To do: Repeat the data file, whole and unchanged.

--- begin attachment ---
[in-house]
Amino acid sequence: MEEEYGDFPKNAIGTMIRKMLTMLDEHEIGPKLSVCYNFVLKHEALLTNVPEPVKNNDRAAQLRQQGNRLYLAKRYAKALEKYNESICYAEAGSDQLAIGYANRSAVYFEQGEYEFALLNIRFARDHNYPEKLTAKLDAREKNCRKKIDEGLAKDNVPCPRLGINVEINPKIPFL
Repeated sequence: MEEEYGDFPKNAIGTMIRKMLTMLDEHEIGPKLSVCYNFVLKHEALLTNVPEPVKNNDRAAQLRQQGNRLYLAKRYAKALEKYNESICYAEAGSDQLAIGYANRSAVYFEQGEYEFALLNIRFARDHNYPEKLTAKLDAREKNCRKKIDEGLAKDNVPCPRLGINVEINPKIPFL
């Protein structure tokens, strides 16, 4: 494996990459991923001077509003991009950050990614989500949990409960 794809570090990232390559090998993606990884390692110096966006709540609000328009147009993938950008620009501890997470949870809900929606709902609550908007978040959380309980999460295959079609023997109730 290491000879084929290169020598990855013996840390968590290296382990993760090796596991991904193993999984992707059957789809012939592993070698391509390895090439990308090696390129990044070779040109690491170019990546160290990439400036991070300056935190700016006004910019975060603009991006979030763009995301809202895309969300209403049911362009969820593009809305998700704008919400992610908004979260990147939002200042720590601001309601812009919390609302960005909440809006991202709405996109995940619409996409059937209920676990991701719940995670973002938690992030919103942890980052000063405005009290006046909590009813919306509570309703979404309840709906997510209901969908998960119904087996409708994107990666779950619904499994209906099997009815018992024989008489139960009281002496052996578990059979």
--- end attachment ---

[in-house]
Amino acid sequence: MEEEYGDFPKNAIGTMIRKMLTMLDEHEIGPKLSVCYNFVLKHEALLTNVPEPVKNNDRAAQLRQQGNRLYLAKRYAKALEKYNESICYAEAGSDQLAIGYANRSAVYFEQGEYEFALLNIRFARDHNYPEKLTAKLDAREKNCRKKIDEGLAKDNVPCPRLGINVEINPKIPFL
Repeated sequence: MEEEYGDFPKNAIGTMIRKMLTMLDEHEIGPKLSVCYNFVLKHEALLTNVPEPVKNNDRAAQLRQQGNRLYLAKRYAKALEKYNESICYAEAGSDQLAIGYANRSAVYFEQGEYEFALLNIRFARDHNYPEKLTAKLDAREKNCRKKIDEGLAKDNVPCPRLGINVEINPKIPFL
């Protein structure tokens, strides 16, 4: 494996990459991923001077509003991009950050990614989500949990409960 794809570090990232390559090998993606990884390692110096966006709540609000328009147009993938950008620009501890997470949870809900929606709902609550908007978040959380309980999460295959079609023997109730 290491000879084929290169020598990855013996840390968590290296382990993760090796596991991904193993999984992707059957789809012939592993070698391509390895090439990308090696390129990044070779040109690491170019990546160290990439400036991070300056935190700016006004910019975060603009991006979030763009995301809202895309969300209403049911362009969820593009809305998700704008919400992610908004979260990147939002200042720590601001309601812009919390609302960005909440809006991202709405996109995940619409996409059937209920676990991701719940995670973002938690992030919103942890980052000063405005009290006046909590009813919306509570309703979404309840709906997510209901969908998960119904087996409708994107990666779950619904499994209906099997009815018992024989008489139960009281002496052996578990059979």